Yesterday a man who delivers a weekly newspaper to our office wished us all a happy mother’s day. He never lingers for personal conversations, so doesn't know I am the only one. The two other women want children but spent their prime fertile years with creeps. Now it is almost too late and despite wishing, hoping and praying, nothing looks promising. We’ve discussed sperm donors, and adoption, but they don't want to do this alone. They saw what that did to their mothers.
It's risky to say, “Happy Mother’s Day” to a stranger. She could have miscarriaged two weeks ago, or watched a daughter die from cancer last month, or lost her mother this year and dreads the holiday. She may smile and say “Why, thank you”. And you’ll go on your way, thinking you made someone happy.
You won’t see her later, in bed under covers, crying until exhausted.
I was one of those women. I had a miscarriage the day before Mother’s Day and another one six months later. The first time a stranger wished me "Happy Mother's Day" I couldn't comprehend what he was saying. So he said it again. I nodded and then found the closest bathroom. I held on to the stall door and silently screamed. Mime technique became unexpectedly useful. I used it to create a Mona Lisa inspired "mask". The Happy Mother's Day well wishers could interpret my smile however they wished.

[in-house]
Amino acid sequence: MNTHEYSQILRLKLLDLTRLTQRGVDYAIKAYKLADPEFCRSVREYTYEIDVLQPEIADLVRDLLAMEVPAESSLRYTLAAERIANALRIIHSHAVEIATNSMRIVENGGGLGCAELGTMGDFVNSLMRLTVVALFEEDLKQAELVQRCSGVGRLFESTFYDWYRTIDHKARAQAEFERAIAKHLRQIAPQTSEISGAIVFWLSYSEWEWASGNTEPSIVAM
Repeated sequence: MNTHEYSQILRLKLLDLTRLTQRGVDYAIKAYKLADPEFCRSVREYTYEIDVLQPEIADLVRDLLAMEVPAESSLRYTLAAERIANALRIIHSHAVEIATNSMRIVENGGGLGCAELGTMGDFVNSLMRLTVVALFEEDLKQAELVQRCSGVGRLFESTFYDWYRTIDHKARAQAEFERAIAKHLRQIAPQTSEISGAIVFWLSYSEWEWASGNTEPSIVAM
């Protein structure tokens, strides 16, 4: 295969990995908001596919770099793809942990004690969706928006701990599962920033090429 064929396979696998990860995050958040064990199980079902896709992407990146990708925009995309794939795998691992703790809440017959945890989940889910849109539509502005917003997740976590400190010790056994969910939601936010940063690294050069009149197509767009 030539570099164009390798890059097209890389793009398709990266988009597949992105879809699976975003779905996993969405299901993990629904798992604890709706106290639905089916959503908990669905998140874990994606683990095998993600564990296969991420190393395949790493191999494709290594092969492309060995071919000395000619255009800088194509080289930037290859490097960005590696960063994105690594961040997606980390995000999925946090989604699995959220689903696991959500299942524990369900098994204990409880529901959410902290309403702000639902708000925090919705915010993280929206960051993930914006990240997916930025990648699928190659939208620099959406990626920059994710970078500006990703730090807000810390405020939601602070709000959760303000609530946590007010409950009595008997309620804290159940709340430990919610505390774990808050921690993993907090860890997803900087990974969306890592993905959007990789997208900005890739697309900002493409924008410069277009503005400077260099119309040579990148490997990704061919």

Years later, after I had children who served me breakfast in bed, with a dandelion bouquet on the tray, and M & M’s on the side, I still remembered the missing ones. No one, not even my husband, knew this day had moments of sadness.
Every Mother’s Day I called my mother because I felt guilty the one year I didn't. The obligation made the conversation awkward. I didn’t think Mother’s Day mattered to her because she said it didn’t. But when she died I found a scrap book I didn't know existed. In it was the mother’s day poem I wrote when I was ten. It was written in third person, describing her as a young mother who loved her baby girl. She laughed when she read it. That wasn't the intended response. I thought she'd cry happy tears like the mothers on TV. I encased it in plastic so she could hang it on the wall. When I didn’t see it again, I thought she threw it away.
My daughter and I celebrate “M.D.” by watching the campy horror flick, “Flesh Eating Mothers”. It’s a morality play. A philandering husband spreads a new strand of VD and turns the women he sleeps with into cannibals. By chance they are all mothers and the easiest prey is their children. In one scene a mother encourages her son to drink more milk and pictures him as a juicy lamb chop. It is so horrible it is hilarious.
We invited my daughter’s husband to watch it with us, but he won't. The title reminds him of the mother he wants to forget.
Most women I know have mother issues of varying complexities. The men do too.
Maybe we need a national day of therapy. “Hey! You look like someone who came from a mother. May I give you a hug?”